Anthem, Inc. v. Express Scripts, Inc., No. 1:2016cv02048 - Document 49 (S.D.N.Y. 2017)

Court Description: OPINION AND ORDER re: 39 MOTION to Dismiss filed by Anthem, Inc. For the reasons set forth above, Plaintiff's Motion to Dismiss Counterclaims II and VI is GRANTED with prejudice. The Clerk of the Court is respectfully directed to terminate the Motion, Doc. 39. (As further set forth in this Opinion and Order.) (Signed by Judge Edgardo Ramos on 3/23/2017) (mro)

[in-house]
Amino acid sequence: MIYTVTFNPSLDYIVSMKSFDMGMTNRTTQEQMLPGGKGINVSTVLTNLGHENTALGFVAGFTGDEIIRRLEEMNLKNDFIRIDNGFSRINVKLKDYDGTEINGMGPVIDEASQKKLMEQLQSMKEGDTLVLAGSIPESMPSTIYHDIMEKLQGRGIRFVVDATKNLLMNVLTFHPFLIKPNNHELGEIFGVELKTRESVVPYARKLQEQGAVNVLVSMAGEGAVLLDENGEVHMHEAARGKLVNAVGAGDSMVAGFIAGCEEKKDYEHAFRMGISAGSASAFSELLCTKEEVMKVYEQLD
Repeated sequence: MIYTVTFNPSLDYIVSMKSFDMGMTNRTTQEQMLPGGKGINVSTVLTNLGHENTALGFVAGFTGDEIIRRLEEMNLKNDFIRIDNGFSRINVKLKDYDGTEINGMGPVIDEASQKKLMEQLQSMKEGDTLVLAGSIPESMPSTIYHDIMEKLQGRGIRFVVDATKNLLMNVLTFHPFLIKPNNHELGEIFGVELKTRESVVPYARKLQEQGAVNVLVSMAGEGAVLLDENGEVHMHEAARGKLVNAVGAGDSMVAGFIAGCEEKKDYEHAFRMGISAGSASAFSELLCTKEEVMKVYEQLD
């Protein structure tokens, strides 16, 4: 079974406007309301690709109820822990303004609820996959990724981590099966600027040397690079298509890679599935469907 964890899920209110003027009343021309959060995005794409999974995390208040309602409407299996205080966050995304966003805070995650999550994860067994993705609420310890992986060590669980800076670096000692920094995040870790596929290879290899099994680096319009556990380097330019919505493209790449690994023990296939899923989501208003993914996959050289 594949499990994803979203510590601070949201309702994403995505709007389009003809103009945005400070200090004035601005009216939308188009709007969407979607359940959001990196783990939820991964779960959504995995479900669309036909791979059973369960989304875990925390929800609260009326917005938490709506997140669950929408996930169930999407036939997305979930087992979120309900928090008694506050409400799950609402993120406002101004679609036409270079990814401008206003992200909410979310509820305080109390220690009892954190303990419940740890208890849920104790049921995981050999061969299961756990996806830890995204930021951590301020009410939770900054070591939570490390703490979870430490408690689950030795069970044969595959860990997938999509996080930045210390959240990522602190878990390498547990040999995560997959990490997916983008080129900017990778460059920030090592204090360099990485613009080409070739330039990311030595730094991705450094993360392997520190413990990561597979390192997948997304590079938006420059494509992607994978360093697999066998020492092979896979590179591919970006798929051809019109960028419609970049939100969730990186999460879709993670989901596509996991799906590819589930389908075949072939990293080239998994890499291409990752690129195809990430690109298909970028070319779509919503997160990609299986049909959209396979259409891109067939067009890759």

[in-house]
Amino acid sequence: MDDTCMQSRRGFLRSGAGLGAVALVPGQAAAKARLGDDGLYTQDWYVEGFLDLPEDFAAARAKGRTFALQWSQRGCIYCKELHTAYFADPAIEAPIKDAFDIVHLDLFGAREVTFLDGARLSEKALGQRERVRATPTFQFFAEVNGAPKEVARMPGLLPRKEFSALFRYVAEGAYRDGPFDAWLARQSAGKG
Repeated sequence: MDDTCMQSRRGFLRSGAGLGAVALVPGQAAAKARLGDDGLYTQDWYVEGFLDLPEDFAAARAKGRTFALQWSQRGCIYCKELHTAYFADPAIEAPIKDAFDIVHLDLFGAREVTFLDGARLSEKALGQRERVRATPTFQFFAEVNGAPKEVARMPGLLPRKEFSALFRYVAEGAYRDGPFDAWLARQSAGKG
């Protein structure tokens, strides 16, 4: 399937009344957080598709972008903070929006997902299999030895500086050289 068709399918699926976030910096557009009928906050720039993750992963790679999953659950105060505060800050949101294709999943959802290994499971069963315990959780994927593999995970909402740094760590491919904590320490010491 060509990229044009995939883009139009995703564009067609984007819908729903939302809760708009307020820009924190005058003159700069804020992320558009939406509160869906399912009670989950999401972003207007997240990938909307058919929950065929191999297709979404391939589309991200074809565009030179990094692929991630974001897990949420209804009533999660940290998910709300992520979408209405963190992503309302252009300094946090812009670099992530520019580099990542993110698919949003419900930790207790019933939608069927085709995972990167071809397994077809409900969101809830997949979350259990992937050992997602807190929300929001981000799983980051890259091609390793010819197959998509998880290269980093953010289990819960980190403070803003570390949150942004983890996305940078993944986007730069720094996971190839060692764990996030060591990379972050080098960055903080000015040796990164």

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Anthem, Inc. v. Express Scripts, Inc. Doc. 49 UNITED STATES DISTRICT COURT SOUTHERN DISTRICT OF NEW YORK ANTHEM, INC., Plaintiff, – against – OPINION AND ORDER 16 Civ. 2048 (ER) EXPRESS SCRIPTS, INC., Defendant. Ramos, D.J.: Plaintiff Anthem, Inc. (“Anthem”) brings this motion to dismiss two of the six counterclaims asserted by defendant Express Scripts, Inc. (“ESI”). For the reasons set forth below, Plaintiff’s motion is GRANTED. I. BACKGROUND 1 A. The Parties Defendant Express Scripts is a leading provider of pharmacy benefit services in the United States and manages prescription drug plans for health insurers, self-funded employers, the public sector, and government clients. Doc. 3 (“Complaint”) ¶ 1; Answer and Amended Counterclaims (“AAC”) (Doc. 33) ¶¶ 1, 22. Anthem, one of the largest health benefits companies in the United States, is a client of Express Scripts. Id. 1 The following facts are based on the allegations in the Amended Answer and Counterclaims, which the Court accepts as true for purposes of the instant motion. See Koch v. Christie’s Int’l PLC, 699 F.3d 141, 145 (2d Cir. 2012); Hilfiger v. Bradlees, Inc., No. 99 Civ. 4677 (WK), 2002 WL 737477, at *2 (S.D.N.Y. Apr. 25, 2002). Dockets.Justia.com B. The Pharmacy Benefit Management Agreement On December 1, 2009, the parties entered into a pharmacy benefit management agreement (“PBM Agreement” or “Agreement”) pursuant to which ESI acts as Anthem’s exclusive provider of pharmacy benefit management services for Anthem-administered health insurance plans for a ten year period from 2009 to 2019. AAC ¶¶ 1, 149–50; Declaration of Glenn M. Kurtz (Doc. 41), Ex. 1 (“PBM Agreement”). 2 Section 5.6 of the PBM Agreement, titled “Periodic Pricing Review,” provides an avenue for Anthem to renegotiate pricing every three years. Id. at 61 (“Section 5.6”). Section 5.6 states in full: 5.6 Periodic Pricing Review. [Anthem] or a third party consultant retained by [Anthem] will conduct a market analysis every three (3) years during the Term of this Agreement to ensure that [Anthem] is receiving competitive benchmark pricing. In the event [Anthem] or its third party consultant determines that such pricing terms are not competitive, [Anthem] shall have the ability to propose renegotiated pricing terms to [ESI] and [Anthem] and [ESI] agrees [sic] to negotiate in good faith over the proposed new pricing terms. Notwithstanding the foregoing, to be effective any new pricing terms must be agreed to by [ESI] in writing. Id. at 61 (emphasis added). The Parties also agreed to a full integration clause in the PBM Agreement, which provides as follows: 16.1 Entire Agreement. This Agreement and all Exhibits, and other documents furnished pursuant to this Agreement and expressly made a part hereof … shall constitute the entire agreement relating to the subject matter hereof between the Parties hereto, and prospectively, as of the Amendment Effective Date, supersedes all other agreements, written or otherwise (including, without limitation, the Original Agreement). PBM Agreement at 93. 2 The Agreement was amended on January 1, 2012 as a result of the parties’ first pricing renegotiations, discussed infra. See Compl. ¶ 17. For purposes of this motion, both parties refer only to the Amended Restated Pharmacy Benefit Management Services Agreement, Doc. 41-1. 2 C. The NextRx Agreement Also on December 1, 2009, ESI purchased from Anthem three operating pharmacy benefit management companies for $4.675 billion: NextRx, LLC, an Ohio limited liability company, NextRx, Inc., a Delaware corporation, and NextRx Services, Inc., a New York corporation. Declaration of Glenn M. Kurtz (Doc. 41), Ex. 2 (“NextRx Agreement”) at 1; see also AAC ¶¶ 2, 163. The preamble to the NextRx Agreement discusses how the two transactions between the parties are related. Specifically, the preamble notes that the parties had already negotiated and agreed to the terms of the PBM Agreement—which was attached as an exhibit to the NextRx Agreement—and that the PBM Agreement was to be entered into upon the closing of the NextRx Agreement: WHEREAS, at the Closing, the Parties shall enter into that certain Pharmacy Benefit Management Services Agreement in the form of Exhibit A, with only such changes as are mutually agreed to by Purchaser and Seller (the “PBM Contract”)… NextRx Agreement at 7. The NextRx Agreement further required each party to deliver an executed PBM Agreement at closing, id. §§ 2.4(b)(iv), (c)(iii), and provided that neither party’s obligations under the NextRx Agreement were effective until delivery of the executed PBM Agreement. Id. § 6.2(c); see also id. § 6.3(c) (establishing the same precondition for seller’s obligations); AAC ¶ 167. The NextRx Agreement—like the PBM Agreement—also contains an integration clause, which provides: Section 10.4 Entire Agreement. This Agreement (including the Seller Disclosure Letter, the Purchaser Disclosure Letter and the Exhibits hereto) constitutes the entire understanding of the Parties with respect to the subject matter contained herein and supersedes all prior agreements and understandings, oral and written, with respect thereto, other than the Confidentiality Agreement. 3 NextRx Agreement at 96. The $4.675 billion purchase price under the NextRx Agreement and the pricing for ESI’s services specified in the PBM Agreement were negotiated simultaneously. AAC ¶¶ 2, 165–68. When the parties negotiated the transactions, they considered a range of options for structuring payment. At one end of the spectrum, ESI would pay less money for the NextRx companies upfront but offer lower pricing for its services over the ten year life of the PBM Agreement. Id. ¶ 165. At the other end of the spectrum, ESI would pay the entire purchase price of $4.675 billion upfront, but would charge higher pricing for its services over the ten year life of the PBM Agreement. Id. Anthem ultimately chose to receive the $4.675 billion purchase price upfront, with the understanding that it would pay more for ESI’s services over the ten year term of the PBM Agreement. Id. ¶¶ 165–66. 3 D. Repricing Negotiations On October 17, 2014, Anthem proposed new pricing terms pursuant to which it would pay approximately $13 billion less over the course of the remainder of the PBM Agreement, and made a similar proposal on March 18, 2015. Id. ¶ 185. While Anthem’s right to propose revised terms under Section 5.6 did not ripen until December 2015—the end of the second 3-year period under the PBM Agreement—ESI nevertheless negotiated with Anthem regarding its proposal. Id. ¶¶ 6, 9, 185. During the course of those negotiations, ESI requested, but Anthem refused to provide, the data it used to support these proposed pricing concessions. Id. ¶ 187. Ultimately, ESI did not agree to Anthem’s proposal. ESI asserts that although it was under no obligation to do so, it made five separate pricing counterproposals to Anthem between June 2015 and March 2016, but in each instance, Anthem rejected the proposals. Id. ¶ 197. 3 The history of these negotiations, or the reasons the parties ultimately determined to structure the transactions as they did, are not expressly made part of the Agreements. 4 II. PROCEDURAL HISTORY On March 21, 2016, Anthem filed the instant suit, alleging, inter alia, that ESI breached the PBM Agreement by failing to negotiate the pricing terms in good faith as required by the terms of the PBM Agreement. See Complaint. Anthem seeks approximately $15 billion in damages and declaratory relief that would allow it to terminate its contract with ESI. Id. ¶¶ 3, 11–51, 89–126. 4 On April 19, 2016, ESI filed its Answer and Counterclaims, Doc. 18, and on June 13, 2016, it filed its Answer and Amended Counterclaims. Doc. 33. ESI asserts six counterclaims, including, as relevant here: (i) that Anthem breached the express requirement in Section 5.6 that it negotiate in good faith over any new pricing proposal (AAC ¶¶ 204–10) (“Count I”); (ii) that Anthem breached the implied covenant of good faith and fair dealing in the PBM Agreement (id. ¶¶ 211–18) (“Count II”); and (iii) a claim for unjust enrichment for Anthem’s refusal, despite accepting the $4.675 billion upfront purchase price for the three NextRx companies, to provide the consideration promised in return (id. ¶¶ 255–60) (“Count VI”). Anthem seeks to dismiss the counterclaims for implied covenant of good faith and fair dealing and unjust enrichment. See Memorandum of Law in Support of Anthem’s Motion to Dismiss (Doc. 40) (“Pl.’s Mem. L.”). 5 III. LEGAL STANDARDS FOR A MOTION TO DISMISS A COUNTERCLAIM The applicable standard for a motion to dismiss a claim pursuant to Rule 12(b)(6) also applies to a motion to dismiss a counterclaim pursuant to Rule 12(b)(6). Aspex Eyewear, Inc. v. Clariti Eyewear, Inc., 531 F. Supp. 2d 620, 623 (S.D.N.Y. 2008); Revonate Mfg., LLC v. Acer 4 Anthem also alleges numerous operational breaches by ESI. Id. ¶¶ 6, 52–88, 101–07. These breaches are not relevant for purposes of the instant motion. 5 Four of the six Counterclaims (Counts 1, 3, 4 and 5) are for breach of contract and seek damages and declaratory relief. 5 Am. Corp., No. 12 Civ. 6017 (KBF), 2013 WL 342922, at *2 (S.D.N.Y. Jan. 18, 2013). When ruling on a motion to dismiss pursuant to Rule 12(b)(6), the court must accept all factual allegations alleged as true and draw all reasonable inferences in the non-moving party’s favor. Goldstein v. Pataki, 516 F.3d 50, 53 (2d Cir. 2008). However, the court is not required to credit “mere conclusory statements” or “threadbare recitals of the elements of a cause of action.” Ashcroft v. Iqbal, 556 U.S. 662 (2009) (citing Bell Atl. Corp. v. Twombly, 550 U.S. 544, 555 (2007)); see also Kirch v. Liberty Media Corp., 449 F.3d 388, 398 (2d Cir. 2006) (quoting Smith v. Local 819 I.B.T. Pension Plan, 291 F.3d 236, 240 (2d Cir. 2002)) (“Conclusory allegations or legal conclusions masquerading as factual conclusions will not suffice to defeat a motion to dismiss.”). IV. DISCUSSION The parties dispute whether pursuant to Section 5.6 ESI has an obligation to agree to Anthem’s proposed pricing terms or to ensure that Anthem is receiving “competitive benchmark pricing.” Anthem argues that it does under the plain language of Section 5.6. Pl.’s Mem. L. at 16 (“Section 5.6 …obligates ESI to negotiate in good faith every 3 years “to ensure that [Anthem] is receiving competitive benchmark pricing.”). However, ESI points to several factors that it asserts contradict Anthem’s current position. First, ESI argues that under the “reasonable and ordinary meaning” of Section 5.6, Anthem’s position is untenable and amounts to a wholesale rewrite of Section 5.6. Memorandum of Law in Support of Express Scripts’ Opposition to Anthem’s Motion to Dismiss Counterclaims Two and Six (Doc. 44) (“Def.’s Mem. L.”) at 12–13. Second, ESI avers that Anthem has acknowledged the accuracy of ESI’s interpretation through past statements and conduct. Id. at 12. For example, during the first pricing review conducted in 2013, Anthem at no time suggested that ESI had a contractual 6 obligation to “provide [Anthem] with competitive benchmark pricing.” AAC ¶ 174. Moreover, in November 2014, Anthem’s General Counsel acknowledged that ESI has the right under the Agreement not to agree to Anthem’s proposed pricing. Id. ¶ 182. And in August 2014, Anthem’s President of its Pharmacy Division, Brian Griffin, e-mailed ESI seeking to revise the last sentence of Section 5.6—which requires that ESI agree to any new pricing terms in writing—so pricing changes would be “[b]ased on external validation not ESI approval.” Id. ¶¶ 174, 182. ESI acknowledges that Section 5.6 gives Anthem the right to conduct a market analysis every three years to determine whether Anthem is receiving “competitive benchmark pricing.” Def.’s Mem. L. at 11–12. If Anthem determines that it is not receiving “competitive benchmark pricing,” then it has the ability to propose amended pricing terms. Id. However, while Section 5.6 requires that ESI negotiate Anthem’s proposals in good faith, it argues that Section 5.6 does not require it to accept whatever “outrageous demand” Anthem may make. Id. (citing authority for the proposition that a party does not act in bad faith merely because it reaches an impasse or refuses to capitulate to the other side’s demands). ESI further alleges that Anthem agreed to pay “higher prices for ESI’s services during the life of the PBM Agreement” in exchange for receiving the $4.675 billion purchase price up front. AAC ¶¶ 3, 150, 214; see also Def.’s Mem. L. at 17 (“ESI merely alleges that Anthem must recognize that it agreed to pay higher pricing in exchange for an upfront payment of $4.675 billion, which would inform the pricing Anthem could expect to receive from ESI for the duration of the PBM Agreement.”); id. at 1 (the PBM and NextRx Agreements are “interdependent contracts, through which the upfront price paid by ESI for NextRx was inextricably linked to the long-term pricing paid by Anthem for ESI’s PBM services.”) Anthem 7 disputes that it accepted the $4.675 billion payment in exchange for higher prices over the life of the PBM agreement. Pl.’s Mem. L. at 7–8. a. Implied Covenant of Good Faith and Fair Dealing Anthem contends that the counterclaim for breach of implied covenant must be dismissed because New York law bars such claims when they are insufficiently distinct from contractual claims. Pl.’s Mem. L. at 9; 6 see also Harris v. Provident Life & Accident Ins. Co., 310 F.3d 73, 81 (2d Cir. 2002) (New York law “does not recognize a separate cause of action for breach of the implied covenant of good faith and fair dealing when a breach of contract claim, based on the same facts, is also plead.”); accord Mill Fin., LLC v. Gillett, 122 A.D.3d 98, 99, 992 N.Y.S.2d 20, 21 (App. Div. 2014) (“While the conduct alleged in the causes of action for breach of the covenant of good faith and fair dealing need not be identical in every respect, it was enough that they arose from the same operative facts as the breach of contract claim in order to result in their dismissal.”); see also Deutsche Bank Nat. Trust Co. v. Morgan Stanley Mortg. Capital Holdings LLC, 97 F. Supp. 3d 548, 557 (S.D.N.Y. 2015) (“[A] breach of that duty will be dismissed as redundant where the conduct allegedly violating the implied covenant is also the predicate claim for breach of covenant of an express provision of the underlying contract.”). “Instead, an alleged breach of the implied covenant of good faith and fair dealing is part of a general breach of contract claim.” Reed v. Delta Airlines, Inc., No. 10 Civ. 1053 (JGK), 2011 WL 1085338, at *5 (S.D.N.Y. Mar. 23, 2011) (dismissing counterclaim as duplicative of the breach of contract claim). 6 Anthem also argues the claim should be dismissed because it contradicts the express terms of Section 5.6 of the PBM Agreement and because it is barred by the integration clauses within the PBM and NextRx Agreements. See generally Pl.’s Mem. L. The Court does not address Anthem’s additional arguments for dismissal of this counterclaim because it finds the basis addressed herein is dispositive for purposes of the motion to dismiss. 8 Here, ESI bases its claim for breach of the covenant on precisely the same factual allegations as its breach of contract claim. Section 5.6 of the PBM Agreement expressly requires the parties to negotiate in “good faith” to determine pricing adjustments, and thus the parties’ obligations and rights are expressly governed by contract. See AAC ¶ 209 (“Anthem has breached its obligations under Section 5.6 of the PBM Agreement by failing to negotiate in good faith with ESI regarding Anthem’s proposed new pricing terms.”). ESI then alleges that Anthem is also liable for breach of the implied covenant based on the same alleged failure to negotiate in good faith for pricing. Id. ¶¶ 214–215. Although ESI amended its Counterclaims to allege that Anthem also breached the implied covenant “in numerous ways by continually refusing to recognize the tradeoff that Anthem accepted in 2009 between upfront cash and pricing for ESI’s services,” id. ¶ 155, these additional allegations are also redundant of ESI’s breach of contract claim for failure to negotiate in good faith under Section 5.6. ESI’s breach of the implied covenant claim thus arises from the same operative facts and predicate conduct as its breach of conduct claim, and it seeks the same damages. See DOLP 1133 Props. II LLC v Amazon Corporate, LLC, 2015 N.Y. Misc. LEXIS 3019 at *16, 2015 NY Slip Op. 31544 (U) (N.Y. Sup. Ct. Aug. 17, 2015) (“Though [plaintiff] does allege that [defendant] acted in bad faith, Section 28 expressly obligates the parties to negotiate in good faith….Hence, if [defendant] failed to do so, it expressly breached the [Agreement.] A separate claim for breach of the implied covenant of good faith and fair dealing is duplicative.”). The Court therefore GRANTS Anthem’s motion to dismiss ESI’s claim for breach of the covenant as duplicative of ESI’s breach of contract claim. 7 7 ESI argues that “Anthem’s motion must be denied unless Anthem is able to convince the Court both that (1) ESI’s interpretation of the contracts strains the contract language beyond its reasonable and ordinary meaning, and (2) Anthem’s proffered interpretation reflects the one reasonable interpretation of the contracts.” Def.’s Mem. L. at 2. The Court disagrees. It is not necessary for the Court to determine whether Anthem’s interpretation of the contracts 9 b. Unjust Enrichment ESI argues that Anthem, having reaped the benefit of the upfront payment of the entire purchase price of the NextRx companies, now seeks to deny the link between the two transactions to assert entitlement to “competitive benchmark pricing” under the PBM Agreement. Def.’s Mem. L. at 19. ESI’s counterclaim thus alleges that Anthem would be unjustly enriched if it were permitted to pay less for ESI’s services. In other words, ESI claims that the pricing trade-off between the PBM and NextRX Agreements was a central component of the broader transaction and the two Agreements have to be read together. Id. Anthem argues that ESI’s unjust enrichment counterclaim should be dismissed because it also is duplicative of ESI’s breach of contract counterclaim and, on the facts of this case, cannot be plead in the alternative. Pl.’s Mem. L. at 13–15. 8 “[W]here there is an enforceable written contract governing the particular subject matter, claims based on quasi-contract theories like unjust enrichment do not provide a distinct basis for recovery.” Vitrano v. State Farm Ins. Co., No. 08 Civ. 00103 (JGK), 2008 WL 2696156, at *3 (S.D.N.Y. July 8, 2008); see also Spanierman Gallery, PSP v. Love, No. 03 Civ. 3188 (VM), 2003 WL 22480055, at *4 (S.D.N.Y. Oct. 31, 2003) (“The New York Court of Appeals has held that the ‘existence of a valid and enforceable written contract governing a particular subject matter ordinarily precludes recovery in quasi contract for events arising out of the same subject is reasonable. A plain reading of the contracts and the AAC is all that is necessary to determine whether a counterclaim for breach of the covenant of good faith is duplicative of the contract claims. 8 Anthem also argues the claim should be dismissed for the additional reasons that: (i) it contradicts the express terms of the PBM and NextRx Agreements and is barred by the integration clauses within each; (ii) ESI fails to state a claim; and (iii) the claim is barred by the statute of limitations. See generally Pl.’s Mem. L. The Court does not address Anthem’s additional arguments for dismissal of the unjust enrichment claim because it finds the basis addressed above is dispositive for purposes of the motion to dismiss. 10 matter.’” (quoting Clark–Fitzpatrick, Inc. v. Long Island R.R. Co., 70 N.Y.2d 382, 521 N.Y.S.2d 653, 656, 516 N.E.2d 190, 193 (1987))). It is true that as a preliminary matter “[a]t the pleading stage, [a party] is not required to guess whether it will be successful on its contract ... or quasi-contract claims.” St. John’s Univ., N.Y. v. Bolton, 757 F. Supp. 2d 144, 183 (E.D.N.Y. 2010); see also Maalouf v. Salomon Smith Barney, Inc., No. 02 Civ. 4770 (SAS), 2003 WL 1858153, at *7 (S.D.N.Y. Apr. 10, 2003) (noting that plaintiff is allowed to plead both contract and quasi-contract claims even though he may only recover on one such ground); Contractual Obligation Prods., LLC v. AMC Networks, Inc., No. 04 Civ. 2867 (BSJ) (HBP), 2006 WL 6217754, at *7 (S.D.N.Y. Mar. 31, 2006) (observing that the argument that quasi-contract claim was barred as duplicative of contract claim was “misguided at the pleading stage”). However, where, as here, “both parties agree that a valid and enforceable contract exists between them, [a party] may not plead the quasicontractual theory of unjust enrichment.” New Paradigm Software Corp. v. New Era of Networks, Inc., 107 F. Supp. 2d 325, 329 (S.D.N.Y. 2000). That is, where an express contract is conceded, a party may not proceed also on a quasi-contract theory “because it is foreclosed by the very existence of the express contract.” Arthur Properties, S.A. v. ABA Gallery, Inc., No. 11 Civ. 4409 (LAK), 2011 WL 5910192, at *4 (S.D.N.Y. Nov. 28, 2011) (dismissing unjust enrichment claim); see also Fishman v. Philadelphia Fin. Life Assurance Co., No. 11 Civ. 1283 (TPG), 2016 WL 2347921, at *13 (S.D.N.Y. May 3, 2016) (“[A] claim for unjust enrichment may only survive as an alternative theory of liability when the existence of the contract is in dispute.”). Here, both parties assert the PBM Agreement is valid and enforceable and agree that the pricing dispute at issue is governed by the express terms of the PBM Agreement. See Complaint 11